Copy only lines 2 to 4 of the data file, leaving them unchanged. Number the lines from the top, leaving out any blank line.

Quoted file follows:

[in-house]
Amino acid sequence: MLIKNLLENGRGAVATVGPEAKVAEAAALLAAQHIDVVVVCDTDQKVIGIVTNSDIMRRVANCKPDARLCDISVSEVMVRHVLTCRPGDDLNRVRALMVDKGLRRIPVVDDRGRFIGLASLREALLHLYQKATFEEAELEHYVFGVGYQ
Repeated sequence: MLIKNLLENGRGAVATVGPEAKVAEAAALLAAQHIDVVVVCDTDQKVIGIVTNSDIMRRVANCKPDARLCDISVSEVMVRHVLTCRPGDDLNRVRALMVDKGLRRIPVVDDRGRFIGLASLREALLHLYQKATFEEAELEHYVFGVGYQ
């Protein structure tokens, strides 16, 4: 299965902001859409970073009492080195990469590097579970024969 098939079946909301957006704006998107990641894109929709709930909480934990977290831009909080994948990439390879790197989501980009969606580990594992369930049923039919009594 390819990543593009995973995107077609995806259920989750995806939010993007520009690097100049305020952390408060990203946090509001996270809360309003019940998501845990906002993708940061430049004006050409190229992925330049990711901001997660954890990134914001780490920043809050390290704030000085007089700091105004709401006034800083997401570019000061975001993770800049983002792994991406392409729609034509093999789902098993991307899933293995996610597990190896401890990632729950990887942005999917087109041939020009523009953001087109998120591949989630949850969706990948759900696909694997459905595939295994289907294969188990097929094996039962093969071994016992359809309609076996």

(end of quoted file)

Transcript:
Amino acid sequence: MLIKNLLENGRGAVATVGPEAKVAEAAALLAAQHIDVVVVCDTDQKVIGIVTNSDIMRRVANCKPDARLCDISVSEVMVRHVLTCRPGDDLNRVRALMVDKGLRRIPVVDDRGRFIGLASLREALLHLYQKATFEEAELEHYVFGVGYQ
Repeated sequence: MLIKNLLENGRGAVATVGPEAKVAEAAALLAAQHIDVVVVCDTDQKVIGIVTNSDIMRRVANCKPDARLCDISVSEVMVRHVLTCRPGDDLNRVRALMVDKGLRRIPVVDDRGRFIGLASLREALLHLYQKATFEEAELEHYVFGVGYQ
């Protein structure tokens, strides 16, 4: 299965902001859409970073009492080195990469590097579970024969 098939079946909301957006704006998107990641894109929709709930909480934990977290831009909080994948990439390879790197989501980009969606580990594992369930049923039919009594 390819990543593009995973995107077609995806259920989750995806939010993007520009690097100049305020952390408060990203946090509001996270809360309003019940998501845990906002993708940061430049004006050409190229992925330049990711901001997660954890990134914001780490920043809050390290704030000085007089700091105004709401006034800083997401570019000061975001993770800049983002792994991406392409729609034509093999789902098993991307899933293995996610597990190896401890990632729950990887942005999917087109041939020009523009953001087109998120591949989630949850969706990948759900696909694997459905595939295994289907294969188990097929094996039962093969071994016992359809309609076996």